The Fountain of Youth

A step toward discovering the fountain of youth could involve protecting against the inevitable accumulation of “senescentcells associated with aging and age-related diseases. Now, researchers from Japan have identified the MondoA protein as key to protecting against the accumulation of senescent cells.

In a study published this month in Cell Reports, researchers led by Osaka University have shown that MondoA delays cellular senescence, and therefore promotes longevity, by activating . Autophagy is a process whereby cells undergo controlled breakdown and recycling of their components, which is important for maintaining stable conditions in the cellular environment and for enabling adaptation to stress. Activation of autophagy by MondoA partly involves suppressing a protein called Rubicon, which is a negative regulator of autophagy. Rubicon can increase with aging in various tissues and model organisms, which can cause the decline in autophagy seen with aging.

Furthermore, MondoA is also essential to maintaining stable conditions of parts of the cell called mitochondria, which are responsible for energy production. MondoA does this by regulating another molecule, Prdx3, which is involved in mitochondrial turnover. Mitochondria are constantly fusing and dividing, which is important for maintaining their health. Prdx3 is part of the process by which autophagy occurs in mitochondria, preventing senescence. The research team led by Osaka University concluded that MondoA plays a key role in the regulation of Prdx3 and therefore in maintaining mitochondrial stability.

Particularly dense accumulation of senescent cells has been observed in the kidney. The researchers therefore looked at ischemic acute kidney injury (AKI) in mice.

Mice with ischemic AKI and reduced levels of MondoA showed increased senescence,” explains lead author Hitomi Yamamoto-Imoto. “We also found that decreased MondoA in the nucleus correlated with human aging and ischemic AKI. MondoA therefore counteracts cellular  in aging and ischemic AKI in both mice and humans.”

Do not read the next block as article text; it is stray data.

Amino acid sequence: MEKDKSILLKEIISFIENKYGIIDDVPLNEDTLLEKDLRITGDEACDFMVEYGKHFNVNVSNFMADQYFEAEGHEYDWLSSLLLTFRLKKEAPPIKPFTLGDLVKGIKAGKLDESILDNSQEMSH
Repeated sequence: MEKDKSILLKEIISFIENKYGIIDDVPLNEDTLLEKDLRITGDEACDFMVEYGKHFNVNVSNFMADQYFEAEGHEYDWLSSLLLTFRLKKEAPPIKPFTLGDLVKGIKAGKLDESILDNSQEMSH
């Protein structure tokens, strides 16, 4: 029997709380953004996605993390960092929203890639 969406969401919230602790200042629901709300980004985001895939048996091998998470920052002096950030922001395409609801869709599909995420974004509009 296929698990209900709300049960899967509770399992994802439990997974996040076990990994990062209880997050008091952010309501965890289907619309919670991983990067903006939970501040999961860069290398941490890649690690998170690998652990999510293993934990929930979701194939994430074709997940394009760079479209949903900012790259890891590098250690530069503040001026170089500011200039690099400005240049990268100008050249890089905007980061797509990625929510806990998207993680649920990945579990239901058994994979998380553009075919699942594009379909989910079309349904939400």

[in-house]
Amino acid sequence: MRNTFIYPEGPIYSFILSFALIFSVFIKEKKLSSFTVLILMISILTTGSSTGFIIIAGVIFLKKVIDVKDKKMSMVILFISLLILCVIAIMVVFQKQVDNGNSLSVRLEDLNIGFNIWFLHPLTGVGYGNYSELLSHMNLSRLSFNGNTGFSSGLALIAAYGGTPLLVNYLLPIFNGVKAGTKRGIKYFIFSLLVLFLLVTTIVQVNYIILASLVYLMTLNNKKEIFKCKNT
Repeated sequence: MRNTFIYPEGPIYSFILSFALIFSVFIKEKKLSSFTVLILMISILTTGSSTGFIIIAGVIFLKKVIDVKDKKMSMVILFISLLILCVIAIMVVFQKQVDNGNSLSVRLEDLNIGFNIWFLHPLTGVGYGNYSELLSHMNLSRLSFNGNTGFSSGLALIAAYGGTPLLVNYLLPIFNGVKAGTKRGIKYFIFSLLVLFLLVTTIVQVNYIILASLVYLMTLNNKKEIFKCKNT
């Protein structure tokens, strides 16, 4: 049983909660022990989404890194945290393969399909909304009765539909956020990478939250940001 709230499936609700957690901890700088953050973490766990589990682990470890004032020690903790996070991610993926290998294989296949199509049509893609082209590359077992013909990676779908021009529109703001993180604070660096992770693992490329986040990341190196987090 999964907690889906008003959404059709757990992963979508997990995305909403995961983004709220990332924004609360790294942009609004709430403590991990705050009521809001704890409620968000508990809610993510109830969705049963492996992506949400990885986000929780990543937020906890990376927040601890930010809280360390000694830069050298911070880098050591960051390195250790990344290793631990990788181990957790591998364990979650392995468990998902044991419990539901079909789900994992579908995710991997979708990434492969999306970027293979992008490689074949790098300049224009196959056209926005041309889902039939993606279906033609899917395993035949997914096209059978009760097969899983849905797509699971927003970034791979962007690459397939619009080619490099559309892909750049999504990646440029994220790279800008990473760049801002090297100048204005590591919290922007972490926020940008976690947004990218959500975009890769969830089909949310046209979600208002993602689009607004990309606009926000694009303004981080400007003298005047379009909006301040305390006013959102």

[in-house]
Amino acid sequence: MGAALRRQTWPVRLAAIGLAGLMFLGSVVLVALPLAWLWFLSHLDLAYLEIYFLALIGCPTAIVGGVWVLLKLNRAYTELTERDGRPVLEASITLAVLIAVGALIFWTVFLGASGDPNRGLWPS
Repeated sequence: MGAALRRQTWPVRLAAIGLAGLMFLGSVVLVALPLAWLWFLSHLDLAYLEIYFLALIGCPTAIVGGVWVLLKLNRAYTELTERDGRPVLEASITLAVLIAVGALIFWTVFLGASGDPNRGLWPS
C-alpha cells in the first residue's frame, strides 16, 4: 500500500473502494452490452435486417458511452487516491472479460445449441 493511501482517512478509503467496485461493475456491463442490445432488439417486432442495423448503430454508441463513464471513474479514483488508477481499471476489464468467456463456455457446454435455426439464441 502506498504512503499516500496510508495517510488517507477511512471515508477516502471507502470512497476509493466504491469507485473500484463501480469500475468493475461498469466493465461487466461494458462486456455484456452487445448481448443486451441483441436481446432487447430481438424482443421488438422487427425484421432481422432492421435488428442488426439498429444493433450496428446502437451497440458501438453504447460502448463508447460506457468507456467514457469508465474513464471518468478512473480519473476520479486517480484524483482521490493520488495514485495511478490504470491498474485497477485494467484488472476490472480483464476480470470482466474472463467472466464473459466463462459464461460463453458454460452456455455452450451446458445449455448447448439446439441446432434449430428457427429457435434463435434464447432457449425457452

Drugs that eliminate senescent cells, called senolytics, are currently being considered as treatment for age-associated diseases. However, senescent  play important roles, and their complete removal may have considerable side effects. “Our work shows that the transcriptional activation of MondoA can protect against , kidney injury associated with aging, and organismal aging,” explains senior author Tamotsu Yoshimori. “Activation of MondoA and therefore autophagy could be a potentially safe therapeutic strategy.” This work could well open new and safer avenues for the treatment of aging and age-related diseases.

Source: https://phys.org/

How To Heal Acute Kidney Injury

Each year, there are some 13.3 million new cases of acute kidney injury (AKI), a serious affliction. Formerly known as acute renal failure, the ailment produces a rapid buildup of nitrogenous wastes and decreases urine output, usually within hours or days of disease onset.  Severe complications often ensue. Currently, there is no known cure for AKI.

AKI is responsible for 1.7 million deaths annually. Protecting healthy kidneys from harm and treating those already injured remains a significant challenge for modern medicine.

In new research appearing in the journal Nature Biomedical Engineering, Hao Yan and his colleagues at the University of Wisconsin-Madison and in China describe a new method for treating and preventing AKI. Their technique involves the use of tiny, self-assembling forms measuring just billionths of a meter in diameter.

Yan directs the Biodesign Center for Molecular Design and Biomimetics and is Professor in the School of Molecular Sciences at the Arizona State University (ASU).

Their research demonstrated that the introduction of DNA origami nanostructures (DONs) protected normal kidneys and improved functioning of kidneys damaged by AKI. The beneficial effect of the nanostructures was comparable to the current treatment modality, administration of an anti-oxidant drug known as N-acetylcysteine (NAC). New treatments are being saught because NAC is not easily absorbed in the kidneys. Further examination of stained tissue samples from mice confirmed the beneficial effects of the DONs.

Source: https://biodesign.asu.edu/